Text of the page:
Let me being this post by acknowledging that I have never been pregnant. I don't know what it is like to be pregnant, but I have observed three sisters go through pregnancy, and several friends. Just like each pregnancy/child rearing is different, each adoption is also different. Different costs, timelines, reasons for adoption, reason a child is abandoned/relinquished, bonding processes, and needs during rearing the child. This is our first adoption and we will be first-time parents.
Since beginning the adoption process this spring, we have received several comments that compare adoption to pregnancy, and I just want to address this subject. Although both means are beautiful ways to bring a child into a family, and both are ordained by God, they are very different processes. We certainly may try to go the pregnancy route one day, or we may have all adopted babies- and we'd be happy either way!
Timing. This is pretty obvious, as with a pregnancy there is a definite countdown. You know that your baby will come in roughly 40 weeks, give or take, from conception. With adoption, you have no clue. There are families that get on the waitlist and get a referral in the same day/week, and some families that wait months or years for a referral. Each type of adoption- international, domestic, foster-to-adopt has its own timeline, and in most cases, it is completely unpredictable and you can't compare your story to another's story.
Mom-To-Be. This year was my first "Mother's Day" as a mom-to-be. One sweet friend of mine messaged me and said "If you were pregnant I would wish you a mother's day, and you are a mom-to-be, so happy mother's day!" While I am just as much an expectant mother, it is hard for people to grasp that I'll "really" be a mom, or share the same excitement with me because of the whole timing issue. An adoptive mom-to-be may celebrate many Mother's Days without having a baby in her arms. An adoptive mom may not know what age to prepare the home for- a newborn, older infant, toddler, older child? To some extent you get to choose some details, but even if you get a referral for a 3 week old baby, the child may be several months old by the time he/she comes home, and the development may not always be at the average rate.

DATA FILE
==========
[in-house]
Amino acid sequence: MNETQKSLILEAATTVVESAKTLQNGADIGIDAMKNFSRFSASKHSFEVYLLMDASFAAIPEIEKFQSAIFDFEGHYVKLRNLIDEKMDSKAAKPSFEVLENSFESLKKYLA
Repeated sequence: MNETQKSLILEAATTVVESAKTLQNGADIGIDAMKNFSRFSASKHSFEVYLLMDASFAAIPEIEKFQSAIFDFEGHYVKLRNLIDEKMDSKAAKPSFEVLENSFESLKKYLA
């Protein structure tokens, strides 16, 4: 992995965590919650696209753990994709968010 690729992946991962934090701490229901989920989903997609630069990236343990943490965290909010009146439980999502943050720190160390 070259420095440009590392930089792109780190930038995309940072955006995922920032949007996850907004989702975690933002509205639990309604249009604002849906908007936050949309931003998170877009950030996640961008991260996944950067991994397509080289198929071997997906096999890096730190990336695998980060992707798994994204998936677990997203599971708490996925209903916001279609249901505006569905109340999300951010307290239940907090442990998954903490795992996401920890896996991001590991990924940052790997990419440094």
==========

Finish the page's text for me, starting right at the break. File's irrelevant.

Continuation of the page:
Milestones. As an adoptive parent, milestones are treated differently. You may miss significant milestones, like the first smile/craw/laugh/walk/birthday. But with adoption, you get to not only celebrate birthdays, but can also celebrate "gotcha days" when a baby finally becomes an official part of the family. With pregnancy, you get to watch the milestones from the beginning, even with the development in the womb during ultrasounds.
Gender Ultrasound/Referral. Some families choose to find out the gender during a pregnancy. Although this is compared to a referral (when you find out the details of your child- age, gender, etc) this is not at all the same thing. (see next point).
Background. In pregnancies, the parents know the child's background. You generally know who the father is, and the details of the birth. With adoption, you don't always know every detail. But one thing you do know is that with every adoptive situation- there is a family somewhere that has loss. The loss of a grandchild, child, birthmother, or the sacrifice of knowing that the best decision for the baby is to let someone else raise the baby. When you get a referral, you have the joy of knowing all the details of your child, but you also know that your new baby comes to you because of someone else's loss.
Gospel Opportunities. With an adoption, you are taking a child, who has experienced loss (even if the child doesn't realize it yet), who needs a home, and giving it a family. There are countless ways to compare adoption to the way that God adopted us into his family if we are his children (believers). But, just like with pregnancy, each believing parent is charged with teaching the gospel and living out the gospel. Each marriage must represent Christ and the church, thus providing countless opportunities to share the gospel. Each parent shall love unconditionally and point children to Jesus. Every family, whether adopting or not, has opportunity to mirror Christ! I recently listened to a Voddie Baucham sermon on adoption, and he made a very great point: Bringing a child into your home through adoption IS NOT about how much love you have to give as the adoptive parent. Having love and not being poor and living on the streets isn't the issue. The issue is the gospel. You are adopting because you now have the opportunity to bring the gospel to more people. You can now teach a child the gospel that may not have heard it otherwise. God's charge to married couples in Genesis 1 to "be fruitful and multiply and fill the earth" is not so that we can have one big, loving, rich family. It is for HIS GLORY to be among the earth. Me being a parent means that my babies will be taught who Jesus is and how to glorify Christ. In the same way, any family that has children should not just have children to fill a void in their life or because they want children- Christian families have children to further the gospel and to bring God glory.
I hope that this post is well-received. As mentioned above, I'm not against pregnancy and we certainly may go down that road in the future. But please, consider how you talk with an adoptive family. Don't compare adoption to pregnancy, because they are very different, but both beautiful ways to have a family and both are means to do exactly what God called us to do: bring glory to Him.